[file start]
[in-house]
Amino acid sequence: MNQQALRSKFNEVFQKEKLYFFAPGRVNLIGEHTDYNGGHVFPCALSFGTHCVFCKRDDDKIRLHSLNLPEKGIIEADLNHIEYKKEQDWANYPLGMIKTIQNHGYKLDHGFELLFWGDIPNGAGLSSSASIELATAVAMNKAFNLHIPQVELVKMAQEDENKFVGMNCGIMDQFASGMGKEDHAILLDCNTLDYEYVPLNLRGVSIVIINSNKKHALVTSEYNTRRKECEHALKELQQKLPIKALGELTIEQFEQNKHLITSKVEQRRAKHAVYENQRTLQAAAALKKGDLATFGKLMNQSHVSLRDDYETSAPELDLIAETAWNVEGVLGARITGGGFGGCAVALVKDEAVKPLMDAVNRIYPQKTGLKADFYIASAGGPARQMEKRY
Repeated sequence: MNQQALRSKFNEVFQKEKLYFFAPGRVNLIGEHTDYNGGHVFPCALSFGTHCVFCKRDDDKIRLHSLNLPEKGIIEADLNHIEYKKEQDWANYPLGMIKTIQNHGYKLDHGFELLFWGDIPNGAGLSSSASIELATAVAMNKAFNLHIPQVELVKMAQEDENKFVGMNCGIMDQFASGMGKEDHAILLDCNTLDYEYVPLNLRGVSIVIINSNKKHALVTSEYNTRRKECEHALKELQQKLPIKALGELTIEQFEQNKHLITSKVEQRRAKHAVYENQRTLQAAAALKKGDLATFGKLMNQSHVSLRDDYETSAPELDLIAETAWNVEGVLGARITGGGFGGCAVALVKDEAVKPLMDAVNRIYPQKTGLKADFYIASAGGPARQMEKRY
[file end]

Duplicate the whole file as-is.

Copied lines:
[in-house]
Amino acid sequence: MNQQALRSKFNEVFQKEKLYFFAPGRVNLIGEHTDYNGGHVFPCALSFGTHCVFCKRDDDKIRLHSLNLPEKGIIEADLNHIEYKKEQDWANYPLGMIKTIQNHGYKLDHGFELLFWGDIPNGAGLSSSASIELATAVAMNKAFNLHIPQVELVKMAQEDENKFVGMNCGIMDQFASGMGKEDHAILLDCNTLDYEYVPLNLRGVSIVIINSNKKHALVTSEYNTRRKECEHALKELQQKLPIKALGELTIEQFEQNKHLITSKVEQRRAKHAVYENQRTLQAAAALKKGDLATFGKLMNQSHVSLRDDYETSAPELDLIAETAWNVEGVLGARITGGGFGGCAVALVKDEAVKPLMDAVNRIYPQKTGLKADFYIASAGGPARQMEKRY
Repeated sequence: MNQQALRSKFNEVFQKEKLYFFAPGRVNLIGEHTDYNGGHVFPCALSFGTHCVFCKRDDDKIRLHSLNLPEKGIIEADLNHIEYKKEQDWANYPLGMIKTIQNHGYKLDHGFELLFWGDIPNGAGLSSSASIELATAVAMNKAFNLHIPQVELVKMAQEDENKFVGMNCGIMDQFASGMGKEDHAILLDCNTLDYEYVPLNLRGVSIVIINSNKKHALVTSEYNTRRKECEHALKELQQKLPIKALGELTIEQFEQNKHLITSKVEQRRAKHAVYENQRTLQAAAALKKGDLATFGKLMNQSHVSLRDDYETSAPELDLIAETAWNVEGVLGARITGGGFGGCAVALVKDEAVKPLMDAVNRIYPQKTGLKADFYIASAGGPARQMEKRY